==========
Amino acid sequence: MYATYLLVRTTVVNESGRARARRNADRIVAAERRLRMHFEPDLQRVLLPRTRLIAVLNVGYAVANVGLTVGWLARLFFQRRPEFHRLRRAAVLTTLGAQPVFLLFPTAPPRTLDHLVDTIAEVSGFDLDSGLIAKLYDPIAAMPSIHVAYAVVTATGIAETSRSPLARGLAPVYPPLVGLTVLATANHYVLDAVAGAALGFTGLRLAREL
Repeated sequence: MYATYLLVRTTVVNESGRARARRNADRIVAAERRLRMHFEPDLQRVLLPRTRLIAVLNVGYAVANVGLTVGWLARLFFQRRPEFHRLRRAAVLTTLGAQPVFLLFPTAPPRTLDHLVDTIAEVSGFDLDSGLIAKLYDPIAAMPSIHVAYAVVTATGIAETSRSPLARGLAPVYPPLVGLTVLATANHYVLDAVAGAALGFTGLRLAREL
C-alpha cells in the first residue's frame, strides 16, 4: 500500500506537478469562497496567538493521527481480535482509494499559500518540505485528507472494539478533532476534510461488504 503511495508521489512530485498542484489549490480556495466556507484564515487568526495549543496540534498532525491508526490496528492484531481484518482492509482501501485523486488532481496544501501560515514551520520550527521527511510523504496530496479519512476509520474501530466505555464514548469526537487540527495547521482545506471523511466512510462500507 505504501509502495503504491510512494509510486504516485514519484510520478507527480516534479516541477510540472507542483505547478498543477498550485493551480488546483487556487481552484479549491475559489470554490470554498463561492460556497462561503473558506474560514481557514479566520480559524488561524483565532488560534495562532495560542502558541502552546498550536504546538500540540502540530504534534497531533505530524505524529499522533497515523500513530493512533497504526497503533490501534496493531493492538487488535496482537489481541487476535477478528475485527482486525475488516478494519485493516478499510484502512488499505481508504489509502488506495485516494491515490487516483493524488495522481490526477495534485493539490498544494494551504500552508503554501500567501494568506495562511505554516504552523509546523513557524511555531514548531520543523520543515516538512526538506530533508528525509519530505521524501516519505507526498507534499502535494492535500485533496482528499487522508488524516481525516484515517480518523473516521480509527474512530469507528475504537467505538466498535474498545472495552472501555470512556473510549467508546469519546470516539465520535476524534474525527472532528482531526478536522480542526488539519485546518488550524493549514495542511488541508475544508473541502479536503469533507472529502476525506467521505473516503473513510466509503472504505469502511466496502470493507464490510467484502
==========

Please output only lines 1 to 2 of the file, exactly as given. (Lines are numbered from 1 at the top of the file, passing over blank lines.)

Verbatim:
Amino acid sequence: MYATYLLVRTTVVNESGRARARRNADRIVAAERRLRMHFEPDLQRVLLPRTRLIAVLNVGYAVANVGLTVGWLARLFFQRRPEFHRLRRAAVLTTLGAQPVFLLFPTAPPRTLDHLVDTIAEVSGFDLDSGLIAKLYDPIAAMPSIHVAYAVVTATGIAETSRSPLARGLAPVYPPLVGLTVLATANHYVLDAVAGAALGFTGLRLAREL
Repeated sequence: MYATYLLVRTTVVNESGRARARRNADRIVAAERRLRMHFEPDLQRVLLPRTRLIAVLNVGYAVANVGLTVGWLARLFFQRRPEFHRLRRAAVLTTLGAQPVFLLFPTAPPRTLDHLVDTIAEVSGFDLDSGLIAKLYDPIAAMPSIHVAYAVVTATGIAETSRSPLARGLAPVYPPLVGLTVLATANHYVLDAVAGAALGFTGLRLAREL